Second, in the beginning of the play, Shakespeare uses a paradox that ends up being a common theme for the story. While the witches are discussing upcoming events, they all speak in unison, saying "Fair is foul, and foul is fair" (Shakespeare Act 1 Scene 1 7). This paradox explains all of Macbeth's actions. Murdering Duncan, the "foul" he committed, was seen in his eyes as just, or "fair". Because of the witches' prophecy and his wife's persuading argument, Macbeth's judgment is warped into thinking that he deserves the throne, that murder is the only logical solution. This lack of conscience will lead him towards further evil.

Finally, Shakespeare uses the bloody daggers used to kill Duncan to symbolize how Macbeth and Lady Macbeth deal with the evil murder. After killing the king, Macbeth is filled with fear, shock, and grief, hardly able to think. Lady Macbeth however, is hardly dazed and frames the servants by putting the bloody daggers with them. While insulting Macbeth for being a coward, Lady Macbeth says, "Give me the daggers. The sleeping and the dead are but as pictures. 'Tis the eye of childhood that fears a painted devil. If he do bleed, I'll gild the faces of the grooms withal, for it must seem their guilt" (Shakespeare Act 2 Scene 2 57). She is able to think properly around all the blood, while Macbeth is struggling to keep his composure. This use of symbolism is very significant to the play because the idea that Lady Macbeth is the true evil mind behind all of Macbeth's murder is reoccurring.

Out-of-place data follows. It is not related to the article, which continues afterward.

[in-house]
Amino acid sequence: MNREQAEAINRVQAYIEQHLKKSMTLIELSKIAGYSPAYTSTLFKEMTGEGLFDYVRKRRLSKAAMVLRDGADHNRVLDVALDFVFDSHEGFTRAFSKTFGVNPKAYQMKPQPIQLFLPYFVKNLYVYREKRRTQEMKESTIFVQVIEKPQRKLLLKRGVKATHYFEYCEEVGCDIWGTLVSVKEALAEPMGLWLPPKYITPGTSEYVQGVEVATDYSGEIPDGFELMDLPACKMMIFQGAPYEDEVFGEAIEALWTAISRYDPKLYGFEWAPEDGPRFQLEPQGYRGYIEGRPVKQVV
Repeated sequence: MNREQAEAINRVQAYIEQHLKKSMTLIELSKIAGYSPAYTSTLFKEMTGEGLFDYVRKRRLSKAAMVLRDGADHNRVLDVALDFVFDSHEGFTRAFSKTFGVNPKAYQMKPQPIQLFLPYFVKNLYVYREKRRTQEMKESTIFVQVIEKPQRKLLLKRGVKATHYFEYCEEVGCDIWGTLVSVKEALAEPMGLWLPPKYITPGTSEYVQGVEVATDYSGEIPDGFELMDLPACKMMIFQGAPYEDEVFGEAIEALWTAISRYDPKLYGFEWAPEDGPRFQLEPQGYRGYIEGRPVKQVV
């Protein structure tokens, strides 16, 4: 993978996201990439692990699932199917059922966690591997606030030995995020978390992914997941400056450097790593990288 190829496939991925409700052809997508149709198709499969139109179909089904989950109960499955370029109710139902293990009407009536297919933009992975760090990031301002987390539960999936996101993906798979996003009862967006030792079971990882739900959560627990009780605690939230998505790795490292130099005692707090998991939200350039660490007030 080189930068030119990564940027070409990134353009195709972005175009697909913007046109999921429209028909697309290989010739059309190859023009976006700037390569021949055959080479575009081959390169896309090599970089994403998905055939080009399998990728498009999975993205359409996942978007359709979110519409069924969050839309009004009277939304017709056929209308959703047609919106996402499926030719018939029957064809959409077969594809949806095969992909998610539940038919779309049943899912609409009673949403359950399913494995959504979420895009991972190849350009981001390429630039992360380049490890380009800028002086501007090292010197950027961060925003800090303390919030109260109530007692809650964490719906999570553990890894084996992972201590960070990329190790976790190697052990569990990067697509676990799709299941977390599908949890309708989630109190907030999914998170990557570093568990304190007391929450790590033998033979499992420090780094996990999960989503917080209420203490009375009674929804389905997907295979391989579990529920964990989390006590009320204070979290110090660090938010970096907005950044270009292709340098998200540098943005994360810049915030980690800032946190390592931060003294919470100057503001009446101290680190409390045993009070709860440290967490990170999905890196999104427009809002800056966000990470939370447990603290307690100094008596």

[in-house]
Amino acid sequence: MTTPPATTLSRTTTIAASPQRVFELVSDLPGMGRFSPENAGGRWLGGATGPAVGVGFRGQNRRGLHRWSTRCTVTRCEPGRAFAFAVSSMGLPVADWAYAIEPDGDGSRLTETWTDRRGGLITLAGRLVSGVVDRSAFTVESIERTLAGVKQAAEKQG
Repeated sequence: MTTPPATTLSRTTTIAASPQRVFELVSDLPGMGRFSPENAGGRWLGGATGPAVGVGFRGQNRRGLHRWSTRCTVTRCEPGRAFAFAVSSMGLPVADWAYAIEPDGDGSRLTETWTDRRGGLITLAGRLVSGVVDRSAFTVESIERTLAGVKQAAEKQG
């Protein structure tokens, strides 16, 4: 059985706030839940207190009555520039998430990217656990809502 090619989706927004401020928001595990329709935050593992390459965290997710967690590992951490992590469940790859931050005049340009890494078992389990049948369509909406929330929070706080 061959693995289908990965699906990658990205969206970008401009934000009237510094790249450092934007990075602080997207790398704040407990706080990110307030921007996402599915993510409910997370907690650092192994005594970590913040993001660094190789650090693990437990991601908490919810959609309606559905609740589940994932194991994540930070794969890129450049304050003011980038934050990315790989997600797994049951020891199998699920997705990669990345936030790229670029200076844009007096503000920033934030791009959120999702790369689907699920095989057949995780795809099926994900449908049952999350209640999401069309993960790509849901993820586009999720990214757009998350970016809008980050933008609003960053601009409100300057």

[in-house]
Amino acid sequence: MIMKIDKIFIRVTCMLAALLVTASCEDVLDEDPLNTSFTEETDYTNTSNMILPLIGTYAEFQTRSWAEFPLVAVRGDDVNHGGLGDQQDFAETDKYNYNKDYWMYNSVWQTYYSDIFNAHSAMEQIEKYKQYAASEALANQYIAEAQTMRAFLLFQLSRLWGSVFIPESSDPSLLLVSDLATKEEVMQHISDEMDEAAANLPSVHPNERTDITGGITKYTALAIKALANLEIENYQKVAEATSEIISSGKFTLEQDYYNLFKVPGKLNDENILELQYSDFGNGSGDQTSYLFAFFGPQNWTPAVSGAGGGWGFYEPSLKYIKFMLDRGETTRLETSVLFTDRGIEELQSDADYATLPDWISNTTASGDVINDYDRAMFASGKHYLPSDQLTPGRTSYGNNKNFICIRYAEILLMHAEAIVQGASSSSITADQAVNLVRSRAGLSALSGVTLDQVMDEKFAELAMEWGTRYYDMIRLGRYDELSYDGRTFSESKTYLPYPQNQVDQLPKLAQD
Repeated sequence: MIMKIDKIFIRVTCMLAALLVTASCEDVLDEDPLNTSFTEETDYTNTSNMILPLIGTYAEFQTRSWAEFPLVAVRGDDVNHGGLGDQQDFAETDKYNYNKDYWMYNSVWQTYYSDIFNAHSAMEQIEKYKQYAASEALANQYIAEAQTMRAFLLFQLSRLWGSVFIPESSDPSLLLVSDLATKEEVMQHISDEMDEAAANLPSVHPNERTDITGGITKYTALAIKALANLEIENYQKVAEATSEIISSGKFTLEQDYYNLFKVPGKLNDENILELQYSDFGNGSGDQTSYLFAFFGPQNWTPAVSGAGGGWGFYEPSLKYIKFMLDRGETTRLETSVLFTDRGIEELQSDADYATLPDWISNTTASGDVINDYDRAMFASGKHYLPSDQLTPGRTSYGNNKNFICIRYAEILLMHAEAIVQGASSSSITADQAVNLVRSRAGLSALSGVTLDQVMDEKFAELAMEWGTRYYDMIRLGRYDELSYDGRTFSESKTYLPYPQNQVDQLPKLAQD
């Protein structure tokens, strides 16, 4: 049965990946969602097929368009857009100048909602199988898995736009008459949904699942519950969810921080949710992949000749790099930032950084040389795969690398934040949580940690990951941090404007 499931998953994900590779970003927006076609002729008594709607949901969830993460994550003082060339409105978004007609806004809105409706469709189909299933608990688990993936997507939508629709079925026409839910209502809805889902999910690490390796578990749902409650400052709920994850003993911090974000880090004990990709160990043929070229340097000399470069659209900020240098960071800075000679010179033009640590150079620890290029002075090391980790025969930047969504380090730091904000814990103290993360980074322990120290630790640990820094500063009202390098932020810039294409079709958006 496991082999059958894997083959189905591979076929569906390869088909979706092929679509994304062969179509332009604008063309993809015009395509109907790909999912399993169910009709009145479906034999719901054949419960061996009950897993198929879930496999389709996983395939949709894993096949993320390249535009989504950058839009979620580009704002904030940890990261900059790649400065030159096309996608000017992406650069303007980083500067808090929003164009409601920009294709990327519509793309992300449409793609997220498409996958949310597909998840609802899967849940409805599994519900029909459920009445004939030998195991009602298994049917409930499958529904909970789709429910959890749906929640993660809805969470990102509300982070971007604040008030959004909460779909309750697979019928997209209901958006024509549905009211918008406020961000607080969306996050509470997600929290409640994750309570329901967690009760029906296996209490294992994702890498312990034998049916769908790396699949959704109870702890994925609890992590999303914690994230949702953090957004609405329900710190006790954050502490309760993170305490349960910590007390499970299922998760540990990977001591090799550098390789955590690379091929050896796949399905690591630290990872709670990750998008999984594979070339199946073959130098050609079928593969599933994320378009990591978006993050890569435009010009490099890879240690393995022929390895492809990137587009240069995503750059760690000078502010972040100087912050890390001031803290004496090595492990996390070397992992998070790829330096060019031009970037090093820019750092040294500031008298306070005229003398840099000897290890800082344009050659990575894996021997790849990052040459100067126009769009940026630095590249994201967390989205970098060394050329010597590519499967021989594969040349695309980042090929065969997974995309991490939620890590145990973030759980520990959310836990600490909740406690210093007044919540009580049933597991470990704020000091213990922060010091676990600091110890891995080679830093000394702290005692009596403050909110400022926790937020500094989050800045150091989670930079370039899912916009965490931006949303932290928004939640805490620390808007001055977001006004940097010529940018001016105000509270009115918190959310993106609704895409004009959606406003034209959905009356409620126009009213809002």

Bruno Mars - Grenade (Lyrics)

"Grenade" and Macbeth

The song "Grenade", written by Bruno Mars, is the perfect example of Macbeth's downfall. This song demonstrates how Macbeth's love for Lady Macbeth made him crazy enough to do anything for her; even murder the king. In the song, Bruno sings that "I'd jump in front of a train for ya (yeah, yeah) You know I'd do anything for ya (yeah, yeah)". Macbeth feels the same way for Lady Macbeth. Before her input, killing Duncan was merely a thought, but once she expressed a deep interest, Macbeth made it his mission to become king. After much discussion with his wife, Macbeth finally makes up his mind to kill Duncan, saying, "I am settled and bend up each corporal agent to this terrible feat. Away, and mock the time with fairest show; false face must hide what the false heart doth know" (Shakespeare Act 1 Scene 7 45). Bruno and Macbeth are alike in that they would do anything for their ladies.
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Artwork and Macbeth

In the painting, "Power and Ambition", by Anna and Elena Balbusso, the cause of Macbeth's downfall is clear. In the painting a woman with blood covering her hands is depicted.This applies to the book Macbeth because although she did not kill Duncan, Lady Macbeth conspired the murder. While explaining her plans for the heinous crime, Lady Macbeth says, "When Duncan is asleep, his two chamberlains will I wine and wassail so convince that memory, the warder of the brain, shall be a fume....When in swinish sleep their drenched natures lie as in a death, what cannot you and I perform upon the unguarded Duncan?" (Shakespeare Act 1 Scene 7 45). She was the mastermind of the murder, therefore making her just as guilty. The painting shows this idea perfect.